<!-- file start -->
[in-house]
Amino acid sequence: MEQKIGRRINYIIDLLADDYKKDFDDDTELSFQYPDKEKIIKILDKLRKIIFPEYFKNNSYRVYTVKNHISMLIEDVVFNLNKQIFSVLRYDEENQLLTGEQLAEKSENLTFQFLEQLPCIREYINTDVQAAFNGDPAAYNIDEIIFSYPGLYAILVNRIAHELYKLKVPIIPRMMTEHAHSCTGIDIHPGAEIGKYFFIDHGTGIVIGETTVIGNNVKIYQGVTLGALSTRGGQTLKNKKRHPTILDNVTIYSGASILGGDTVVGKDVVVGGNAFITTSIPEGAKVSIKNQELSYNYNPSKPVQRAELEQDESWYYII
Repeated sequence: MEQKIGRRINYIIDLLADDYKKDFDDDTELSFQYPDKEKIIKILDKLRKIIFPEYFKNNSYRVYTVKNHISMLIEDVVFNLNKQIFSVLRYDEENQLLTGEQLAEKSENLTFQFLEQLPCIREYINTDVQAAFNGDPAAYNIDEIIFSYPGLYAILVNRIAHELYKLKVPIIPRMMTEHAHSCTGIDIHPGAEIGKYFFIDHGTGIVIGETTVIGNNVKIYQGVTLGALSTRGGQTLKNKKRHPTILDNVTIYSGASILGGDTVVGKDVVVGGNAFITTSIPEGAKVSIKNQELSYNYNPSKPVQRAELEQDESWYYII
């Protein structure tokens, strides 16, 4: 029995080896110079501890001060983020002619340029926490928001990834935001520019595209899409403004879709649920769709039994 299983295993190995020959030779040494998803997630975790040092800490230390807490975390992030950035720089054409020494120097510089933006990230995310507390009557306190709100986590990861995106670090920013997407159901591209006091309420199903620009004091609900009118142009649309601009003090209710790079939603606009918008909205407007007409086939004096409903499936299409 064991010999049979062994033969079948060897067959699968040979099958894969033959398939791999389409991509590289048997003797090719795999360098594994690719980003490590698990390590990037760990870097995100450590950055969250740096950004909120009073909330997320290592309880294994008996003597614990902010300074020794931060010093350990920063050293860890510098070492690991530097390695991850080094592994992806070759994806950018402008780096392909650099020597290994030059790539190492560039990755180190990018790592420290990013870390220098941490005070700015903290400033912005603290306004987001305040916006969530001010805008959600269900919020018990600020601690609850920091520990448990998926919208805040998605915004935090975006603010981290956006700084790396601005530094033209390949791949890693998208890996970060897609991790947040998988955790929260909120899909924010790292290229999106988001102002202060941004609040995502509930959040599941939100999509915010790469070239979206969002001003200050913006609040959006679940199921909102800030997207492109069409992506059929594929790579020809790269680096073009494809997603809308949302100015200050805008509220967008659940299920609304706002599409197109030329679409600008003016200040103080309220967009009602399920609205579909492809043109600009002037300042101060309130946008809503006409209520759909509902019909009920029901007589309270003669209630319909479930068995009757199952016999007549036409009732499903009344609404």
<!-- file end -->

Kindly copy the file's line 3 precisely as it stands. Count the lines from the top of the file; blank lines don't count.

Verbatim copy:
Repeated sequence: MEQKIGRRINYIIDLLADDYKKDFDDDTELSFQYPDKEKIIKILDKLRKIIFPEYFKNNSYRVYTVKNHISMLIEDVVFNLNKQIFSVLRYDEENQLLTGEQLAEKSENLTFQFLEQLPCIREYINTDVQAAFNGDPAAYNIDEIIFSYPGLYAILVNRIAHELYKLKVPIIPRMMTEHAHSCTGIDIHPGAEIGKYFFIDHGTGIVIGETTVIGNNVKIYQGVTLGALSTRGGQTLKNKKRHPTILDNVTIYSGASILGGDTVVGKDVVVGGNAFITTSIPEGAKVSIKNQELSYNYNPSKPVQRAELEQDESWYYII